6 Quick Tips for Bass Fishing Flooded Bushes

The product recommendations on our site are independently chosen by our editors. When you click through our links, we may earn a commission. 

“April showers bring May flowers” is an age-old expression, but for Bassmaster Elite Series pro Terry “Big Show” Scroggins, it’s more like “spring rains put big bass in the bushes.” 

“Anytime you get high water in the spring, the flooded shoreline habitat is where you need to be headed,” said the Team Toyota pro and winner of nearly $2 million in tournament cash. “If you could look down into all the shoreline bushes that have water around them in the springtime, there’s a real good chance you’d see bass spawning on the roots of several of them. But even if they’re not in there to spawn, flooded bushes still provide an awesome piece of shallow habitat from which bass can ambush prey.” \

Be there when it’s rising

“I prefer to flip and pitch bushes mostly when the water is rising,” Scroggins said. “It just seems like when the water has been up for a while or when it’s falling, they don’t bite quite as well as when it’s rising. Not saying it can’t still be good when it’s falling, but it just seems best when it’s on the rise.” 

Corner pocket 

“I always start looking for bass in flooded bushes toward the back of the small coves, creeks or pockets,” Scroggins said. “They seem to move to the shallowest bushes first when the water is rising and obviously those are usually located in the back corners of small coves, creeks and pockets. If the water is falling, then you might try the bushes out on the points.” 

Off-colored water is optimal 

It’s natural for anglers to be intimidated when the water of their favorite fishery turns off-colored or even slightly muddy as a result of spring rains, but Scroggins embraces it.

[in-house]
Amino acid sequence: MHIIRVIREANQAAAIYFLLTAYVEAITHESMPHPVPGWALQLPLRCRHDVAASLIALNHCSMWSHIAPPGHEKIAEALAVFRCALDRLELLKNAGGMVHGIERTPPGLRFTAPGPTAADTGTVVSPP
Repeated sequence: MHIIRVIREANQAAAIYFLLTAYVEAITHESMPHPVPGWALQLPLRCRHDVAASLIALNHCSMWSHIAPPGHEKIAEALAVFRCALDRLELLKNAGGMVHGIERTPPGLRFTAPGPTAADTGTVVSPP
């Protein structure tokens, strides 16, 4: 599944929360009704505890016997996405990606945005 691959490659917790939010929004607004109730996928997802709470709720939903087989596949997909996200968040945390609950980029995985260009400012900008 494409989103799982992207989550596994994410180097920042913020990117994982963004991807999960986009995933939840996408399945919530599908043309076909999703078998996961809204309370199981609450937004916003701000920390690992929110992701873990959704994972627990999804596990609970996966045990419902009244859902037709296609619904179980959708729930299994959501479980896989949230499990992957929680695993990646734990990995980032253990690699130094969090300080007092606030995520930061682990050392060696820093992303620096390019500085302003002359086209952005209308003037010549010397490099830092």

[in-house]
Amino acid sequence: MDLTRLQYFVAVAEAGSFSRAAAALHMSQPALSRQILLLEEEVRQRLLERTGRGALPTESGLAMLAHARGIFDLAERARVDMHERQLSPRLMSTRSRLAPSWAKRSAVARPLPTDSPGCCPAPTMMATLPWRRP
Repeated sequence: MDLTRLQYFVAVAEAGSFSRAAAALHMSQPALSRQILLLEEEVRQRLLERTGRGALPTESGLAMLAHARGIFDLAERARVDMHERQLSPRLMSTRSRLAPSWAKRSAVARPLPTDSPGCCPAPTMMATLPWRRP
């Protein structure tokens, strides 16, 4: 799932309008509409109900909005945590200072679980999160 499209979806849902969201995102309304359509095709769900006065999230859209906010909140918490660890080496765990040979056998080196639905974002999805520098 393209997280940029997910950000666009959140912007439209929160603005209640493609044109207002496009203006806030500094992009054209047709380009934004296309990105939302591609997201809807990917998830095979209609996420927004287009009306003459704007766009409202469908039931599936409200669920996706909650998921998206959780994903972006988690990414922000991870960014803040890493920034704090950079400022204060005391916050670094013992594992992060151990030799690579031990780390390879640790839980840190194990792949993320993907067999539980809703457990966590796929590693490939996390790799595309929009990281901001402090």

“I actually prefer that the water have some color to it when I’m fishing shallow,” Scroggins said. “You just have to realize the dirtier it is, the shallower you need to be fishing. If your boat is still floating, you’re not too shallow to catch a bass in dirty water.” 

Tie a Red Phillips Knot 

“I like to use 50-pound braid as my main line,” Scroggins said. “But you don’t want to tie braid to your lure because braid tends to notch itself into the bark of the flooded bushes. So to your braided main line, tie a Red Phillips knot to a 25-pound fluorocarbon or monofilament leader that will slip through the wood easier without biting into the bark. You’ll still have the optimal strength that braided line offers to get ‘em out of heavy cover.” 

Long rod, but not an 8-footer 

“A lot of guys are using the longest rod they can fit into their rod locker to flip and pitch with these days,” Scroggins said. “But I like a 7-foot, 6-inch extra heavy-action model because it offers better casting control than those longer rods, but still plenty of backbone.”

3 simple lure choices

“When choosing a soft plastic bait to pitch into heavy flooded cover, avoid anything with a ton of appendages because they’ll hang up,” Scroggins said. “I like to Texas rig a 5-inch YUM Dinger on a 1/4-ounce weight or pitch a Texas-rigged YUM Bad Mamma on a 5/16-ounce weight. And of course, you can’t forget about the reliable 1/2-ounce black and blue jig.”